Researchers from the University of Notre Dame and the Naval Medical Research Center have signed a Cooperative Research and Development Agreement (CRADA) to collaborate on the engineering and application of a new field-deployable sensor for the detection of infectious disease pathogens, with initial focus on the detection of dengue fever.
“Our goal is to develop and evaluate a novel sensing platform that can be used to detect the RNA of infectious agents in patient samples during viral infection,” said Sunny Shah, Senior Scientist at Notre Dame and one of the project’s principal investigators. “Though the project addresses a problem of high military relevance, this research could have broad benefit for civilians as well.”
“Historically, among troops deployed to tropical areas, infectious diseases cause more casualties than enemy fire,” explained Shuenn-Jue Wu, Senior Scientist at the Naval Medical Research Center (NMRC). “This kind of sensor could provide critical information and enable rapid response during an emerging infectious disease outbreak or a bioterrorism event.”
“By working cooperatively, we can leverage the extensive operational and scientific expertise of NMRC scientists with the valuable platform development expertise at Notre Dame.”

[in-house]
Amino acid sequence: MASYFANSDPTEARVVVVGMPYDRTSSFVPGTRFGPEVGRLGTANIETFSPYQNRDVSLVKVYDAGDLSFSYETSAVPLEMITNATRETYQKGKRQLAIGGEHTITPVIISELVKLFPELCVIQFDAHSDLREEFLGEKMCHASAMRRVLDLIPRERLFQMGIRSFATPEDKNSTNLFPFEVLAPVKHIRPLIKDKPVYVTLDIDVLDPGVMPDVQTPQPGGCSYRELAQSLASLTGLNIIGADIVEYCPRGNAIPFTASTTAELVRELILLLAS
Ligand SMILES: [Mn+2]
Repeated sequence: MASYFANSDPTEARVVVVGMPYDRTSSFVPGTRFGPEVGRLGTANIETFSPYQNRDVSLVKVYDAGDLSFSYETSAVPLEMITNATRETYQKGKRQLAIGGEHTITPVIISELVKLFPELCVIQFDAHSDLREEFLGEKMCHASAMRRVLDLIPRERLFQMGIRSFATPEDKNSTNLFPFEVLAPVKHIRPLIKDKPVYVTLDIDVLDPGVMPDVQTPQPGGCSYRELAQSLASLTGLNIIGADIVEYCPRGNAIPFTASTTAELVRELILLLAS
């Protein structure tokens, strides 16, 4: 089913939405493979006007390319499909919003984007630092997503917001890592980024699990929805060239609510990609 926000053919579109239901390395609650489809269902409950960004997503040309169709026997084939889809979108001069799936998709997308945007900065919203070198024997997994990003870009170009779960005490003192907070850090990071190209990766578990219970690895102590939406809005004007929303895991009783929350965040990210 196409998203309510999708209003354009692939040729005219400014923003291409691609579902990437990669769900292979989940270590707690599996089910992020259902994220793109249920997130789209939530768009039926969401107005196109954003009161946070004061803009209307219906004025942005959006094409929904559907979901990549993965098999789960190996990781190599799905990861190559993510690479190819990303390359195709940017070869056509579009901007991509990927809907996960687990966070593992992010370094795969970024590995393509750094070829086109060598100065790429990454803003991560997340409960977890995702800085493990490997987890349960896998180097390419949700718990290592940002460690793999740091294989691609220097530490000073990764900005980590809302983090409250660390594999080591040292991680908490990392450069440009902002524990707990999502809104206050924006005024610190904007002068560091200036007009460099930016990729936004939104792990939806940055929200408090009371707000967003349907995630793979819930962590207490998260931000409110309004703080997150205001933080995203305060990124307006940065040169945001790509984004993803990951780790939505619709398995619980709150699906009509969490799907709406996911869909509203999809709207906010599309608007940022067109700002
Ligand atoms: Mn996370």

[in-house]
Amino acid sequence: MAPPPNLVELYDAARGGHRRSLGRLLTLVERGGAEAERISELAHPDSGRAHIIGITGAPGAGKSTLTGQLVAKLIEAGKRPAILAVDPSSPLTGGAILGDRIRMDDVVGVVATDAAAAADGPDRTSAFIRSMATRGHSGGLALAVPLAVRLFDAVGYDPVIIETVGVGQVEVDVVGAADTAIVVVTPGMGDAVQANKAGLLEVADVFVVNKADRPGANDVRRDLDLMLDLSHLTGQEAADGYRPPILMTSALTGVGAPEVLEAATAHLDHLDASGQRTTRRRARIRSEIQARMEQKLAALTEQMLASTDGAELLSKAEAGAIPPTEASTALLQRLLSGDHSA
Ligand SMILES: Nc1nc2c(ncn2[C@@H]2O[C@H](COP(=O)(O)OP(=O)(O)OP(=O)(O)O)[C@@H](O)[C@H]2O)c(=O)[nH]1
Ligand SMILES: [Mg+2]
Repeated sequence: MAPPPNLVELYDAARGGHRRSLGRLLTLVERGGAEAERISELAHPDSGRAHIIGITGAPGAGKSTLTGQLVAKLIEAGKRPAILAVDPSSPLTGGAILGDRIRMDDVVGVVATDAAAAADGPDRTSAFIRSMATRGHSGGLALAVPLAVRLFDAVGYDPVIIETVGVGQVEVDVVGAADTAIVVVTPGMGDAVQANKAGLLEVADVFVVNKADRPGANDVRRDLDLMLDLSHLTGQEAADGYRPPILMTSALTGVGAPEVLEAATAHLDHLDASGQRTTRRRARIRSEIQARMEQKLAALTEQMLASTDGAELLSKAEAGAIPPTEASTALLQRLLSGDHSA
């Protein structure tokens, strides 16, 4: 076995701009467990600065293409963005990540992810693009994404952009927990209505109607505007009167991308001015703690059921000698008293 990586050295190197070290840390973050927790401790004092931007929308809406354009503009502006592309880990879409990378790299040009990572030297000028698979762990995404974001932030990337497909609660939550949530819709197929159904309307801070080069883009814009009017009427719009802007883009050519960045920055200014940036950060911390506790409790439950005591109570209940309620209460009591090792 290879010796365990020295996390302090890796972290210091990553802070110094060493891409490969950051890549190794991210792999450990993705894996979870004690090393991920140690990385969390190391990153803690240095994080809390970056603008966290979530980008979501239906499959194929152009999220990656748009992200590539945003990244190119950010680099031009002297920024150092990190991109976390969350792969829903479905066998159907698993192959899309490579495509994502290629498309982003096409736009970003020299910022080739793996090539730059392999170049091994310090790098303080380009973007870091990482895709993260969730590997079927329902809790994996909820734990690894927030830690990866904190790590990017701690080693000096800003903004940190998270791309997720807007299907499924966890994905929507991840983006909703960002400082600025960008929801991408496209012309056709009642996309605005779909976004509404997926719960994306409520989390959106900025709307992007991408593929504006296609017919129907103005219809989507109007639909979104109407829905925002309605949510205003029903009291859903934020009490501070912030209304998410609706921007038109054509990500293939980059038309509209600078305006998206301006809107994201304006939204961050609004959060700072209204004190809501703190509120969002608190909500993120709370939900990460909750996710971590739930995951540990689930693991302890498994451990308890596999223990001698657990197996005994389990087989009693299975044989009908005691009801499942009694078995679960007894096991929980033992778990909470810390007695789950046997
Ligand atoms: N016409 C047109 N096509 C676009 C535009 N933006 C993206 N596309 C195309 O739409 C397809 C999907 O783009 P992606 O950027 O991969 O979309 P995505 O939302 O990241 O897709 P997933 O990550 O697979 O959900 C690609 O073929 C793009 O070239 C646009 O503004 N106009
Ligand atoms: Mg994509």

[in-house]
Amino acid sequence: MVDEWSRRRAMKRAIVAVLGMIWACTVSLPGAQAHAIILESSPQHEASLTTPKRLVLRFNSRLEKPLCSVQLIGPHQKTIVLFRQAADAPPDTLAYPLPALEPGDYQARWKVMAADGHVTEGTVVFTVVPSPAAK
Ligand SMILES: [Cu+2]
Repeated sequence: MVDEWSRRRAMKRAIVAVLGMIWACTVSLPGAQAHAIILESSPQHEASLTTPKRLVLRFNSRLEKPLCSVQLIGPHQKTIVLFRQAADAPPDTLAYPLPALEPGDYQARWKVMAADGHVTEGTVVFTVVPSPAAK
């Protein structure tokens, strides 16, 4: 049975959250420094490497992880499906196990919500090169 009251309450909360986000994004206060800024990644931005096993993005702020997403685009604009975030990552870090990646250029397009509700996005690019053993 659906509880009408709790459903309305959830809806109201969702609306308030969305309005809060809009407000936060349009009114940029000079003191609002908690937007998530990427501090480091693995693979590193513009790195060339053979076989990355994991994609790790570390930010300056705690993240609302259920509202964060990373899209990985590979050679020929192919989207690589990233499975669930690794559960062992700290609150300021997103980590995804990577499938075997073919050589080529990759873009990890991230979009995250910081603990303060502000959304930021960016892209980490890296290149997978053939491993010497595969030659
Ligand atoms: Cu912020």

The agreement to conduct this research together sprang from a series of joint meetings and site visits organized in 2013 and 2014 and led by Hsueh-Chia Chang, Bayer Professor of Chemical and Biomolecular Engineering. Shah recently presented a talk at the Naval Medical Research Center and engaged in initial conversations for a collaborative project not only on dengue fever but other infectious diseases as well. Further, Shah’s experience in commercializing diagnostic technologies was recently spotlighted by the National Science Foundation.
The project builds on a recent grant award from the National Institutes of Health (NIH) for research to detect the dengue virus in the mosquitos that carry it.
“Development of a cost-effective point-of-care diagnostic system for detection of dengue virus in field-caught mosquitoes is an immediate necessity as it provides a reliable tool to comprehend the virus circulating in nature, and helps in the designing of control strategies,” said Satyajyoti Senapati, Research Assistant Professor at Notre Dame and principal investigator on the recently funded NIH R21 grant.
The partnership with the NMRC is one of the latest to be facilitated and supported by the new precision medicine program within the university’s Advanced Diagnostics & Therapeutics initiative, and it builds on Notre Dame’s long history of cross-disciplinary research in infectious diseases and global health.
For more information, please contact: Sunny Shah at email@example.com or 574-208-9622.
Photos: (1) A U.S. Navy doctor examines an Indonesian child during a medical civic action program in Ambon, Indonesia, July 2010 (credit: C. Anderson, U.S. Army); (2) Notre Dame researchers visit the Naval Medical Research Center in Silver Spring, MD (credit: S. Shah).